Flagstaff – Then and Now

I’ve been working on a repeat aerial photography project with NAU’s Cline Library (this is the second part, the first part was (here) and below is an additional proof of concept element for a proposed Hanks Internship that I’m hoping to find a student to work on this fall. The images on the left are based off 0.5m resampled orthoimages for Flagstaff taken in 1959 by Andre M. Faure. The images on the right are corresponding (same resolution, same location) but from 2014. The viewer is based off of Jan Pieter Waagmeester’s Leaflet.Sync plugin and the images (1959 & 2014) are served up by Mapbox.

1959 2014

Click here to open the display as fullscreen!

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Flagstaff in 3D – circa 1959 via A.M. Faure and Cline Library

The following is something I produced as a proof of concept for a proposed Hanks Internship with Cline Library this fall (if you know of any students, please send them my way!). The scene was produced from 122 aerial photographs take by Andre M. Faure in 1959 and covers the majority of Flagstaff, AZ. Faure was a city planner for Tucson from 1941 to 1968. Prior to his arrival in Tucson, Faure served as a planning consultant in Connecticut and a town planner in New Jersey. He worked with the City of Flagstaff and Coconino County on various projects in the 1940s and 1950s. Some of which are aerial photographs of Flagstaff, Williams and Sedona used by Faure for city planning in 1959, and they are available for online viewing in the Colorado Plateau Digital Archives.

Flagstaff – 1959

The Dorothy T. and James J. Hanks Cline Library Endowment supports Northern Arizona University students for research in repeat photography. A primary goal is to locate and document camera stations of photographs held by Special Collections and Archives, with emphasis on images from the Colorado Plateau. Cline Library Hanks Scholars enhance the library’s photographic collections by increasing knowledge and discovery in the natural or social sciences. Hanks Scholars are given a unique opportunity to develop an appreciation of the value of historic photographs and repeat photography. NAU’s Special Collections and Archives is the official repository for the James J. Hanks Collection.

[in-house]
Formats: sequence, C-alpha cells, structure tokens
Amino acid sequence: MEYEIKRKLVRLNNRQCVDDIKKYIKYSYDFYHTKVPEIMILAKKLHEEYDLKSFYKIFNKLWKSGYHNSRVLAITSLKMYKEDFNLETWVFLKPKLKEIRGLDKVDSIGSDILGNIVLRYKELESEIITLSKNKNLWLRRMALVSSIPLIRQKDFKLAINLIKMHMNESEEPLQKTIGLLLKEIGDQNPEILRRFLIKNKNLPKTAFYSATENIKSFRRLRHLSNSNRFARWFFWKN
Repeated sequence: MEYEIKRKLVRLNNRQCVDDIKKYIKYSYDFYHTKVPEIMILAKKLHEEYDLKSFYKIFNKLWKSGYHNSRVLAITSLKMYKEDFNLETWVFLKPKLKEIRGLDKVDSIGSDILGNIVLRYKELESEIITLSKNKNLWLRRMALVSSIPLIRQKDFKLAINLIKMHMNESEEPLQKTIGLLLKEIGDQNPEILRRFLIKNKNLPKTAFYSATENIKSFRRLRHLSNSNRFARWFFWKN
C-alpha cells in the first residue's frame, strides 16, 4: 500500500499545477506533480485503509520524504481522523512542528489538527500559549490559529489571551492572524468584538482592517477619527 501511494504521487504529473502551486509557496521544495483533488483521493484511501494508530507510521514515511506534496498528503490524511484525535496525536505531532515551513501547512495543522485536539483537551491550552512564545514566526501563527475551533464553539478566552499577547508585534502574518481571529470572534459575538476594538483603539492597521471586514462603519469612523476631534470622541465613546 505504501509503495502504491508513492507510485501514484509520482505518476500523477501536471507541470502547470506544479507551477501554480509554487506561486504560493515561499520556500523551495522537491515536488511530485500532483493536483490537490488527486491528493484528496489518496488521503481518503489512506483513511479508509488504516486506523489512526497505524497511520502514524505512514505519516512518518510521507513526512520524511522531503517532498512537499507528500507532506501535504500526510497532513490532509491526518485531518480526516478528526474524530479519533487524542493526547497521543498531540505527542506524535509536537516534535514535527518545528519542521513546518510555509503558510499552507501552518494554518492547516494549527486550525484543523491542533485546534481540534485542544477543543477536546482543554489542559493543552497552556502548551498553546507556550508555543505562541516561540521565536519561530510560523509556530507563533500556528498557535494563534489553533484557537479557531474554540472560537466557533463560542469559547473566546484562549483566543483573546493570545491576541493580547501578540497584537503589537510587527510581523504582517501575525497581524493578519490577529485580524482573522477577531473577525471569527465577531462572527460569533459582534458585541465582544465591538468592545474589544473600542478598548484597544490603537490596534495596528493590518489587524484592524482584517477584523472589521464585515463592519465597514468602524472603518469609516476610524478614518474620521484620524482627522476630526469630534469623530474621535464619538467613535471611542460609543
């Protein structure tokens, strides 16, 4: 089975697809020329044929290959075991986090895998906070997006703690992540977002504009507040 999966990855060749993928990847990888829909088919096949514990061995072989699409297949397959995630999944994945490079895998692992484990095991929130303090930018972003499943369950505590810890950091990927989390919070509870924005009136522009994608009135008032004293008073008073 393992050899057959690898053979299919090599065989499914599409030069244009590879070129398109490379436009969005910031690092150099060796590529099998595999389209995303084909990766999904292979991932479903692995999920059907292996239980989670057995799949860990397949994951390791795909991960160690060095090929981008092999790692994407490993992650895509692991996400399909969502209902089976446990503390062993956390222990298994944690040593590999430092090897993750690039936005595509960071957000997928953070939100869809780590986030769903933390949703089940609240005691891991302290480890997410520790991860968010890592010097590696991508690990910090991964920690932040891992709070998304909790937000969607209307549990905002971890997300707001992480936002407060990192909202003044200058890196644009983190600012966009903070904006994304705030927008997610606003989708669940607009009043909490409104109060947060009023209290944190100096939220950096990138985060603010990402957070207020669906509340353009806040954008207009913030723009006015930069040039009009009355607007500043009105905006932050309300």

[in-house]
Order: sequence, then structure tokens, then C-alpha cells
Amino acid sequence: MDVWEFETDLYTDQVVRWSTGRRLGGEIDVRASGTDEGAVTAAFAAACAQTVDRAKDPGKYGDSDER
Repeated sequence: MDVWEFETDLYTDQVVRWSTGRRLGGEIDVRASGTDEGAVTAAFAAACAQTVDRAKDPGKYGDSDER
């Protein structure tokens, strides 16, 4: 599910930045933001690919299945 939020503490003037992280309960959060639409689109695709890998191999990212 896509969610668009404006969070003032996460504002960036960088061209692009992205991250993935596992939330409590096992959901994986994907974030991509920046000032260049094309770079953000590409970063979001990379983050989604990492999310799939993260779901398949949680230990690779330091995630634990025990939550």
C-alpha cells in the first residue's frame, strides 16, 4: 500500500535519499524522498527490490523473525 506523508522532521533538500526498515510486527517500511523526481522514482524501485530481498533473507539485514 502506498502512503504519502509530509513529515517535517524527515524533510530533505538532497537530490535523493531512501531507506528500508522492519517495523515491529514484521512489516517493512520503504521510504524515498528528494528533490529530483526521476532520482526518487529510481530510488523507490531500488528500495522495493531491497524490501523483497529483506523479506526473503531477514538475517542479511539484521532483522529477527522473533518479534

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More Fun with LiDAR

LiDARPlotView Just a little animated GIF showing LiDAR from the North Kaibab. Notice the penetration achieved and the resolution it provides for picking out large trees, small bushes, and topography.
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Advancing Forestry Education by Biting Off More than I Can Chew

DSC_0133It should come as no surprise that there is an ever-increasing demand for competent forestry graduates; especially those who able to address complex economic, ecological, and social issues involving forest resources. However, Forestry is a traditional discipline and often finds itself challenged to educate students using 21st century technology and sciences to solve these new problems.

Last semester, a senior faculty and I proposed providing forestry undergraduate students with a redesigned, senior-level course in Ecosystem Assessment that would maximize the use of mobile technology with the following course objectives: 1) students will have enhanced, forestry-centered learning opportunities in both the field and classroom, 2)these experiences will improve the way students visualize spatial and temporal aspects of a forest resources and landscapes; and 3)ensure NAU’s School of Forestry remains in the forefront of forestry education.

This Fall, in FOR 413 & 414C (Forest Ecosystem Assessment I & II) at NAU, 39 undergraduate students will be let loose carrying 20 Dell Latitude 10 tablets running Windows 8 to collect and analyze forest resource data from a 4-sq. mile area on NAU’s Centennial Forest.  These data will be collected over a five-week period using a FVS-ready Access database for tabular data and ArcPad 10.2 with the tablet’s built-in Global Navigation Satellite System (GNSS) for spatial data.

The students will use this technology to integrate material learned in prior forestry courses while learning and applying new concepts and skills focused on the interpretation of remotely sensed imagery, land records, and ownership limitations; use of geographic information systems (GIS) and field protocols for inventory of biophysical features; and simulation of potential stand development pathways.

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Fun with LiDAR

LiDAR
So I finally got my hands on the North Kaibab LiDAR acquisition and it’s huge (~2TB). I was able to find a few minutes to play with it (in ENVI) to produce this simple figure of the landscape surrounding Matt Tuten’s research sites. Cool beans…

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